SUBMITTED NEWS RELEASE
The margins tax proposal currently being advanced by some members of the Nevada Legislature “should not be used as a model of tax reform for Nevada,” according to a new report from the Washington, D.C.-based Tax Foundation.
The study, titled “Nevada May Consider New Business Taxes,” reveals inherent structural problems with the margins tax, said Geoffrey Lawrence, deputy director of policy at the Nevada Policy Research Institute.
“The main structural problem is that the tax builds on itself, or ‘pyramids,’ as the tax applies at every stage of the supply chain,” noted Lawrence. “This leads to a higher effective rate of taxation on complex goods and services, like those produced within high-tech industries with long supply chains.”
What’s more, said Lawrence, a margins tax has relatively high compliance costs, which would impose onerous financial burdens on businesses.
“The Tax Foundation’s report could not be more clear,” continued the NPRI analyst, “a margins tax is a modified gross receipts tax and the structural problems with any gross receipts tax make it an unwise tax instrument regardless of how many tax dollars lawmakers want to collect.”
The Tax Foundation report itself warns that: “There is no sensible case for gross receipts taxation, or modified gross receipts taxes such as a Texas-style margin tax. The old turnover taxes — typically adopted as desperation measures in fiscal crisis — were replaced with taxes that created fewer economic problems. Gross receipts taxes do not belong in any program of tax reform.”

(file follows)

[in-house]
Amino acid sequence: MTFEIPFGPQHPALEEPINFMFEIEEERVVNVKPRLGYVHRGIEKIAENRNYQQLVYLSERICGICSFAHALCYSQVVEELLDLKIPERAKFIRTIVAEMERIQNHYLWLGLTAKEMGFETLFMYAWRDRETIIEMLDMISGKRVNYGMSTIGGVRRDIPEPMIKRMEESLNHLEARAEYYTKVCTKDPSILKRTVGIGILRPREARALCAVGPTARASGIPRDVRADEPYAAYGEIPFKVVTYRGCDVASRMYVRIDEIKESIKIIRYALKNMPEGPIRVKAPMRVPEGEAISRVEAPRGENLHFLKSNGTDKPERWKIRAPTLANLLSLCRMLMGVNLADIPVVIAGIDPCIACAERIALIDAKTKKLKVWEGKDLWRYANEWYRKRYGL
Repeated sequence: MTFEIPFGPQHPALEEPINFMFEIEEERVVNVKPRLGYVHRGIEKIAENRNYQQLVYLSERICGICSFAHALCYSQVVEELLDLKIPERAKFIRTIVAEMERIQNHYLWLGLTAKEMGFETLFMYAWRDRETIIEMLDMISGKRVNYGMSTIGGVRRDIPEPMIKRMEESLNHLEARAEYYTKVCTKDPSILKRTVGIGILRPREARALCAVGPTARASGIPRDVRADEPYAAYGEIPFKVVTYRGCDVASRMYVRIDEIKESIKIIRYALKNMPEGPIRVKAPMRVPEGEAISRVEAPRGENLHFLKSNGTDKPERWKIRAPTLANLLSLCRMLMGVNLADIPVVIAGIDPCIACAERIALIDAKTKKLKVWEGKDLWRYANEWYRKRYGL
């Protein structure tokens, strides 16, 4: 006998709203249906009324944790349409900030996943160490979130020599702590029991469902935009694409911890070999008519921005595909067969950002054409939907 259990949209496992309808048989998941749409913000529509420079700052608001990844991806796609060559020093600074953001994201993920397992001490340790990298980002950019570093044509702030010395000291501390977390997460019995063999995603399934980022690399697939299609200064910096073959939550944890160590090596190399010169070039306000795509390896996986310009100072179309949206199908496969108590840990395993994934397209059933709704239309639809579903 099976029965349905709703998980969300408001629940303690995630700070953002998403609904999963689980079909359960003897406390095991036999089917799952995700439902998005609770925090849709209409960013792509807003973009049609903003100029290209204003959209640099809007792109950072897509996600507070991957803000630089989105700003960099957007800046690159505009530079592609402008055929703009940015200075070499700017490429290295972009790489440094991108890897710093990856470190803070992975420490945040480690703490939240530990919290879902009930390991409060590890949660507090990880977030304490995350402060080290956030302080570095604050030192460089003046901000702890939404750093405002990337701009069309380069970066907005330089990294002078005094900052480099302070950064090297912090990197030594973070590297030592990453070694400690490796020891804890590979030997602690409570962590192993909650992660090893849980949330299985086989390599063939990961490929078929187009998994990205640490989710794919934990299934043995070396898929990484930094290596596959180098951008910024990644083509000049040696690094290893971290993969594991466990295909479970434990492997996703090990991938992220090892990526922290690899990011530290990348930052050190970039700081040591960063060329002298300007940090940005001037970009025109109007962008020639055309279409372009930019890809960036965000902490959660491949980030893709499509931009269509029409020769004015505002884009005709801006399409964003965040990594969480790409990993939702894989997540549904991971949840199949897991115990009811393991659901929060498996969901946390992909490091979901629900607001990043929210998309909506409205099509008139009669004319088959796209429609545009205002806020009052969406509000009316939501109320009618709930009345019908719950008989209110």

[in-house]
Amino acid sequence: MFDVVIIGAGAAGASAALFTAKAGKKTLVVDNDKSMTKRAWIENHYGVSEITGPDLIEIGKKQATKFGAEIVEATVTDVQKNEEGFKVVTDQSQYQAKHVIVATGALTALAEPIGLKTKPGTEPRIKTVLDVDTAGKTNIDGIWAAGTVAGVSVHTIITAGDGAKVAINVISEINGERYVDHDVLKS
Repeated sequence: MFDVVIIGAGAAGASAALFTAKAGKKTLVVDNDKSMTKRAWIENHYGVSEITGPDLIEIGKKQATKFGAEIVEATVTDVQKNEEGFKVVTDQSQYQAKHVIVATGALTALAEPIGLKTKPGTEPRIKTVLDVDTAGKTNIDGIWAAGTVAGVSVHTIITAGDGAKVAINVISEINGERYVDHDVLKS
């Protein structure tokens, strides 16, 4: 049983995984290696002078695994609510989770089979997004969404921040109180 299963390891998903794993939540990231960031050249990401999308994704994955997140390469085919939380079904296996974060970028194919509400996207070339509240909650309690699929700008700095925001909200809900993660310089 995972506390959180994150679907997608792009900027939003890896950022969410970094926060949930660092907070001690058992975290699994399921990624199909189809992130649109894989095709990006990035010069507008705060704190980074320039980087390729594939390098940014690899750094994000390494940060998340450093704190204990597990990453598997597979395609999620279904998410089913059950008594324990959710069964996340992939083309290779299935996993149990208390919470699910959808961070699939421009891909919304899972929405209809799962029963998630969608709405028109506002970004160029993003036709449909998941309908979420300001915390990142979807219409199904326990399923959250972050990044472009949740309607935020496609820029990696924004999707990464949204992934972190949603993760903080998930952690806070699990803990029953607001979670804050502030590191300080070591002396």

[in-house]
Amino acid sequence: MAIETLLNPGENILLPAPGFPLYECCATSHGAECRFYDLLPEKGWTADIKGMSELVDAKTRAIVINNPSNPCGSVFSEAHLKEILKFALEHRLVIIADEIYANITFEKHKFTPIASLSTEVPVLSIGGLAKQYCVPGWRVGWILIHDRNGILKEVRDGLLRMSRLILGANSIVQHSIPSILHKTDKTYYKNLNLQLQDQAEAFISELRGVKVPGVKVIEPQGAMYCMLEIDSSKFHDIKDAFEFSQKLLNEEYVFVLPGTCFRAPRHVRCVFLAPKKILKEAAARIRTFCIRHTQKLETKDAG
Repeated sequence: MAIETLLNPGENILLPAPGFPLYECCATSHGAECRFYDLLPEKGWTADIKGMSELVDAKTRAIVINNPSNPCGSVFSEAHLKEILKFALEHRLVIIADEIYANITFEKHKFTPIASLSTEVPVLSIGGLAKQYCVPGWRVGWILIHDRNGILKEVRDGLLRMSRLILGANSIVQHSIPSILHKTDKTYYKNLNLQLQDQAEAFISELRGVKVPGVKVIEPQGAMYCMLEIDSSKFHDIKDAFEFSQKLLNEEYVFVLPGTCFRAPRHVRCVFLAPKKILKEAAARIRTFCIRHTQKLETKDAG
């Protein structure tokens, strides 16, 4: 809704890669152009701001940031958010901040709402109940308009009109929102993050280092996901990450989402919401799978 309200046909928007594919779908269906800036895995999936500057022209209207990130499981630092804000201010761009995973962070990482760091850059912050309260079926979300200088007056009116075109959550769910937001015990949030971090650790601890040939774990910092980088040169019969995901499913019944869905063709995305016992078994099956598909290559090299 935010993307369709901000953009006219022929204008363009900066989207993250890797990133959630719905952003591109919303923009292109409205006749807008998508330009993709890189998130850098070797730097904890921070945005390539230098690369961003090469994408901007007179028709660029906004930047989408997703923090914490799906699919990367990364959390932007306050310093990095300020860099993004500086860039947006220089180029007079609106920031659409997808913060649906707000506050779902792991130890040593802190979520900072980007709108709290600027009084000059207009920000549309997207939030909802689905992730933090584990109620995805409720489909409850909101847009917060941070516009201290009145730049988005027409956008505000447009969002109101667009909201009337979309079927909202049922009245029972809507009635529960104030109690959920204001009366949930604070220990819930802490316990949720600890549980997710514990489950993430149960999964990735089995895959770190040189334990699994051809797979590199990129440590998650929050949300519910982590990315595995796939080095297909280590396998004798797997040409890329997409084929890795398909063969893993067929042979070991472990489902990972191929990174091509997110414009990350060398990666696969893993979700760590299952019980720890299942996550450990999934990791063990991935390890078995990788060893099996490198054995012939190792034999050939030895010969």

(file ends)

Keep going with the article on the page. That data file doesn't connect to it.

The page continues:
Lawrence noted that Texas is already facing significant problems with its margins tax, which served as Nevada lawmakers’ model for the current margins tax proposal. The study reports that “[w]ith the Texas margin tax collecting far less in revenue than expected, causing significant confusion and compliance costs, resulting in significant litigation and controversy over ‘cost of goods sold’ definitions, and facing calls for substantial overhaul and even repeal, it should not be used as a model tax reform for Nevada or any other state.”
Said Lawrence: “Nevada’s tax structure does need fundamental reform to move away from unstable taxes like the Modified Business Tax. NPRI’s tax reform proposal, as detailed in its ‘One Sound State’ study, would offer lawmakers a revenue-neutral tax reform plan that would lower the sales tax rate to around 3.5 percent while expanding it to services.
“As the Tax Foundation report notes, sales taxes do not have the same pyramiding problems as a margins tax, which makes sales taxes more ‘economically efficient.'”
The Tax Foundation also reports that if lawmakers passed the proposed margins tax, Nevada’s business-climate ranking would fall from fourth to 11th, and the state would also fall from first to 45th in the Corporate Income Tax Sub-Index Rank.
“At a time when Nevada’s private-sector unemployment rate is over 13 percent and its ‘effective’ unemployment rate is close to 24 percent, lawmakers should not be making Nevada a less attractive destination for potential employers,” said Lawrence. “Long-term economic growth only occurs in the private sector, and lawmakers should not institute taxes that have a proven history of harming the economy and hampering job creation.”
Tax Foundation report: “Nevada May Consider New Business Taxes” (http://taxfoundation.org/publications/show/27286.html)
NPRI tax reform study: “One Sound State, Once Again” (http://www.npri.org/publications/one-sound-state-once-again)
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